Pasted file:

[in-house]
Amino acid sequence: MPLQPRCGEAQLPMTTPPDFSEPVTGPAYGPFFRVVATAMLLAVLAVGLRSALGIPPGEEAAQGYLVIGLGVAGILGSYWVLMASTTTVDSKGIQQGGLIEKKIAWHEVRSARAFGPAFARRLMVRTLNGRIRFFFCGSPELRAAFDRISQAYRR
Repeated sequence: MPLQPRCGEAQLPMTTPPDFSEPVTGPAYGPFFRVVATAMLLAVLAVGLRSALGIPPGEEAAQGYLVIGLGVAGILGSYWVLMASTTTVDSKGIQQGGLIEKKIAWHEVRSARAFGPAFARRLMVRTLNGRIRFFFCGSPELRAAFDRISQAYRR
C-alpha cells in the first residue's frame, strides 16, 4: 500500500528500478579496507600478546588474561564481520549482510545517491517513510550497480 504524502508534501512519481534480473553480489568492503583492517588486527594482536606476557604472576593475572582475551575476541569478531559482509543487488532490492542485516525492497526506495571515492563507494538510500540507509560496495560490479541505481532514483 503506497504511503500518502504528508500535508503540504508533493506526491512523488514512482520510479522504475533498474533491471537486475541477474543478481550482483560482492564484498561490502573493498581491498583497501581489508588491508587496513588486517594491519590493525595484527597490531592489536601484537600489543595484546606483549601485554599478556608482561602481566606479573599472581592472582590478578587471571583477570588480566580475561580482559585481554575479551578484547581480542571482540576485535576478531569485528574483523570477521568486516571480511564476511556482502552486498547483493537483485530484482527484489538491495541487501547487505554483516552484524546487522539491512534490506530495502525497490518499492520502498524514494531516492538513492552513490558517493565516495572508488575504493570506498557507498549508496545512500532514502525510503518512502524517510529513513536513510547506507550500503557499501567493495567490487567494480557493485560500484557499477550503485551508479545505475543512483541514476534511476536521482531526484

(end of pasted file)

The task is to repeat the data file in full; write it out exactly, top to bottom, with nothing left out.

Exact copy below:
[in-house]
Amino acid sequence: MPLQPRCGEAQLPMTTPPDFSEPVTGPAYGPFFRVVATAMLLAVLAVGLRSALGIPPGEEAAQGYLVIGLGVAGILGSYWVLMASTTTVDSKGIQQGGLIEKKIAWHEVRSARAFGPAFARRLMVRTLNGRIRFFFCGSPELRAAFDRISQAYRR
Repeated sequence: MPLQPRCGEAQLPMTTPPDFSEPVTGPAYGPFFRVVATAMLLAVLAVGLRSALGIPPGEEAAQGYLVIGLGVAGILGSYWVLMASTTTVDSKGIQQGGLIEKKIAWHEVRSARAFGPAFARRLMVRTLNGRIRFFFCGSPELRAAFDRISQAYRR
C-alpha cells in the first residue's frame, strides 16, 4: 500500500528500478579496507600478546588474561564481520549482510545517491517513510550497480 504524502508534501512519481534480473553480489568492503583492517588486527594482536606476557604472576593475572582475551575476541569478531559482509543487488532490492542485516525492497526506495571515492563507494538510500540507509560496495560490479541505481532514483 503506497504511503500518502504528508500535508503540504508533493506526491512523488514512482520510479522504475533498474533491471537486475541477474543478481550482483560482492564484498561490502573493498581491498583497501581489508588491508587496513588486517594491519590493525595484527597490531592489536601484537600489543595484546606483549601485554599478556608482561602481566606479573599472581592472582590478578587471571583477570588480566580475561580482559585481554575479551578484547581480542571482540576485535576478531569485528574483523570477521568486516571480511564476511556482502552486498547483493537483485530484482527484489538491495541487501547487505554483516552484524546487522539491512534490506530495502525497490518499492520502498524514494531516492538513492552513490558517493565516495572508488575504493570506498557507498549508496545512500532514502525510503518512502524517510529513513536513510547506507550500503557499501567493495567490487567494480557493485560500484557499477550503485551508479545505475543512483541514476534511476536521482531526484